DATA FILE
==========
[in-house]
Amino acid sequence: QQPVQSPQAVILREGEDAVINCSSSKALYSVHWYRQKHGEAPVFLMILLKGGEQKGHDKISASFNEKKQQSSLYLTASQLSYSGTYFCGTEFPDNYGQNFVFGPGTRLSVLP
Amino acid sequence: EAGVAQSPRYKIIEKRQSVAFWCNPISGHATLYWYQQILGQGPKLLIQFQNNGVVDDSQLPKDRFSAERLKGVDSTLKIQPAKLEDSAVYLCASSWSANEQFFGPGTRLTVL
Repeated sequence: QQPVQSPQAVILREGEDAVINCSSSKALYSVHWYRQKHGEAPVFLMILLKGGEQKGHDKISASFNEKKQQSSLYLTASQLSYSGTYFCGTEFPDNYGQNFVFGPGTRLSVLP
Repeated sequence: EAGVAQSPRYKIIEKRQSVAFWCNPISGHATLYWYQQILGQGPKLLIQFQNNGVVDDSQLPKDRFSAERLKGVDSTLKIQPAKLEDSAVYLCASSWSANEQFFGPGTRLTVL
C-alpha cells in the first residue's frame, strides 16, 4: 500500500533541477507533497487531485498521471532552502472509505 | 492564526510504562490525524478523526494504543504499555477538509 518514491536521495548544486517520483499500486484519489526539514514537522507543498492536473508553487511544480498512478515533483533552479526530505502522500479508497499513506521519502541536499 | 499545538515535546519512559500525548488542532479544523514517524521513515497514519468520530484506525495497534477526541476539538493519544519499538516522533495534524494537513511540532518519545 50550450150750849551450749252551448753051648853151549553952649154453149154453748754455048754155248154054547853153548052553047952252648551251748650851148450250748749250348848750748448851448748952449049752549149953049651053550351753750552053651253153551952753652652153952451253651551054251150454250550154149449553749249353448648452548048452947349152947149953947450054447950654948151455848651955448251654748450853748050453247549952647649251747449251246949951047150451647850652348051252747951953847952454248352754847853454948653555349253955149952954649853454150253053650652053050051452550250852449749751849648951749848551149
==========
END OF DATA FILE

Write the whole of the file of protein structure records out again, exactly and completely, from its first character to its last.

[in-house]
Amino acid sequence: QQPVQSPQAVILREGEDAVINCSSSKALYSVHWYRQKHGEAPVFLMILLKGGEQKGHDKISASFNEKKQQSSLYLTASQLSYSGTYFCGTEFPDNYGQNFVFGPGTRLSVLP
Amino acid sequence: EAGVAQSPRYKIIEKRQSVAFWCNPISGHATLYWYQQILGQGPKLLIQFQNNGVVDDSQLPKDRFSAERLKGVDSTLKIQPAKLEDSAVYLCASSWSANEQFFGPGTRLTVL
Repeated sequence: QQPVQSPQAVILREGEDAVINCSSSKALYSVHWYRQKHGEAPVFLMILLKGGEQKGHDKISASFNEKKQQSSLYLTASQLSYSGTYFCGTEFPDNYGQNFVFGPGTRLSVLP
Repeated sequence: EAGVAQSPRYKIIEKRQSVAFWCNPISGHATLYWYQQILGQGPKLLIQFQNNGVVDDSQLPKDRFSAERLKGVDSTLKIQPAKLEDSAVYLCASSWSANEQFFGPGTRLTVL
C-alpha cells in the first residue's frame, strides 16, 4: 500500500533541477507533497487531485498521471532552502472509505 | 492564526510504562490525524478523526494504543504499555477538509 518514491536521495548544486517520483499500486484519489526539514514537522507543498492536473508553487511544480498512478515533483533552479526530505502522500479508497499513506521519502541536499 | 499545538515535546519512559500525548488542532479544523514517524521513515497514519468520530484506525495497534477526541476539538493519544519499538516522533495534524494537513511540532518519545 50550450150750849551450749252551448753051648853151549553952649154453149154453748754455048754155248154054547853153548052553047952252648551251748650851148450250748749250348848750748448851448748952449049752549149953049651053550351753750552053651253153551952753652652153952451253651551054251150454250550154149449553749249353448648452548048452947349152947149953947450054447950654948151455848651955448251654748450853748050453247549952647649251747449251246949951047150451647850652348051252747951953847952454248352754847853454948653555349253955149952954649853454150253053650652053050051452550250852449749751849648951749848551149